The Bottom Line

Monetizing IFC: The 3rd Party Promise

At the recent Satellite 2019 and the AIX 2019 conferences, there were many discussions centered on enhancing the passenger experience and, in the process, monetizing what is still today relatively low returns on IFC investments by airlines.  There have been many promises that passengers themselves would pay for the service (the retail model), but that is still a work-in-progress given the difficulty of simply paying for a session, among other hurdles.  For many in the industry, the answer lies in lining up 3rd parties to foot the bill (the ‘hybrid model’) by advertising to passengers or giving Wi-Fi access for free to their flying subscribers.  As of now, the ‘hybrid model’ that promised to lift the burden of IFC CAPEX seems to have been met with little success, and the best path forward is still not very clear, but it has a lot of upside in improving the overall passenger experience and the airlines’ bottom line.

In NSR’s Aeronautical Satcom Market, 7th Edition report, future trends in IFC and in particular IFC business models were analyzed.  NSR found the 3rd party sponsor (hybrid) model is still nascent and regionally centered on North America.  Recent announcements by American Airlines to offer Apple Music on ViaSat-equipped aircraft is one such example where commercial revenue-generation through partnership to improve the ‘customer experience’ raises the bar for IFC. The mantra of ‘My music anywhere, anytime’ is a real need for various groups of travelers, but even more so for today’s biggest growing traveler market, the Millennials. So, that is one way to (partially) offset costs as these subscribers get their Wi-Fi for free or anyone can subscribe to get it for free.

However, this is only part of ‘experience-building’, as an airline representative at Satellite 2019 indicated that personalizing ads is perhaps a must such that what passengers see or hear must be better suited to their needs while in flight or for the places where they are headed.  And in turn, they noted Net Promoter Scores (NPS), the measure of customer experience satisfaction and loyalty, improves.  This then feeds a virtuous cycle of recurring (and hopefully increasing) revenues.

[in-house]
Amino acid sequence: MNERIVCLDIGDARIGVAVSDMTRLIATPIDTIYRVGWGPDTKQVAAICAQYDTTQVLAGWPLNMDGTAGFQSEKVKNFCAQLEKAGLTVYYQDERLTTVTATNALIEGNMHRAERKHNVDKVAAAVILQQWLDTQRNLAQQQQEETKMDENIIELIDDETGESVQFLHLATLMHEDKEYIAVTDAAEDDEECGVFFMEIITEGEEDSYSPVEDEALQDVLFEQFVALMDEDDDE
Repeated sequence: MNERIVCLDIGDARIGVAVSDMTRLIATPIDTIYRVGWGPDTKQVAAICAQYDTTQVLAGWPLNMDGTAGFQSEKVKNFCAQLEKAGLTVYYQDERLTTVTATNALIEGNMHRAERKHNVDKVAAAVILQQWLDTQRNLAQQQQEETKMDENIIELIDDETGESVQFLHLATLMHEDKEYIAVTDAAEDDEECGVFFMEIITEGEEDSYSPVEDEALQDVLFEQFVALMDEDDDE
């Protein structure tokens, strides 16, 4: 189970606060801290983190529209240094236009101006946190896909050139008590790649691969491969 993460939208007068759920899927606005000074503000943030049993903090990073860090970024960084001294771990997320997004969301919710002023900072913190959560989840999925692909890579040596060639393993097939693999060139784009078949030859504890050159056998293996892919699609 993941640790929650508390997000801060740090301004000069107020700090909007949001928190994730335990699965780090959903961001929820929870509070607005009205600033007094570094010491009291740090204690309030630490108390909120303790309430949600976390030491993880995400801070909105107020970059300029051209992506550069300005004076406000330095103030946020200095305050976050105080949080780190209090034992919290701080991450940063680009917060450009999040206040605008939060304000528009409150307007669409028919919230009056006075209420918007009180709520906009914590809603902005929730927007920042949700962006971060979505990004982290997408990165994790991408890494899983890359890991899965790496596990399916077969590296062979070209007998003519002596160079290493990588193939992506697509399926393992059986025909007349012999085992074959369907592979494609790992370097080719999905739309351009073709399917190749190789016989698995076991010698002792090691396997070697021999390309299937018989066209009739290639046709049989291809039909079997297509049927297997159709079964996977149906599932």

Will this work everywhere today? It’s not certain but if one looks at IFC retail revenues evolution in the most mature IFC market, North America, it hints at what could happen in other regions as far as development of the still-nascent hybrid model when more airlines use it. The monetization here requires not just the airlines and the service provider’s ideas and platforms to move passengers’ IFC take rates, it also adds other parties’ creativity in generating sources of potential revenues.  The hybrid model is utilized on almost 40% of all connected aircraft flying on North American airlines. It is a sure sign of a mature market because 3rd parties such as Amazon, Netflix, and now Apple have been sought and involved more frequently to consider the aircraft as another conduit for their content to reach current or new subscribers.

It is set to improve as, beyond these content providers, the hybrid model is ideal for social media outlets, entertainment providers, retail consumer platforms or even the gaming industry who can maximize the potential for IFC monetization. With travel, business or communications offerings that enhance subscribers’ experience on their service, these “non-IFC” players are close allies in improving airline (or an alliance) loyalty and provide a win-win for both.

Either through exclusivity or via revenue-sharing, various new or improved services are touted, such as personalized maps together with e-commerce, targeted ads, and even local influencer relationships, a much sough-after relay of information for Millennials. Incidentally they also happen to be more laidback on confidential information sharing, which blends in well with the personalization of experience that 3rd parties are looking for in this IFC model.

Bottom Line

As more effortless means are deployed for passengers to get connected on IFC systems, the changes coming to the business models for airline connectivity are aiming at an untapped market, namely the 3rd party.  It is not a straight line to go from one click on a social media or viewing an advertisement to raise IFC revenues, but it will help unlock the promise that the hybrid model brings to IFC moving forward.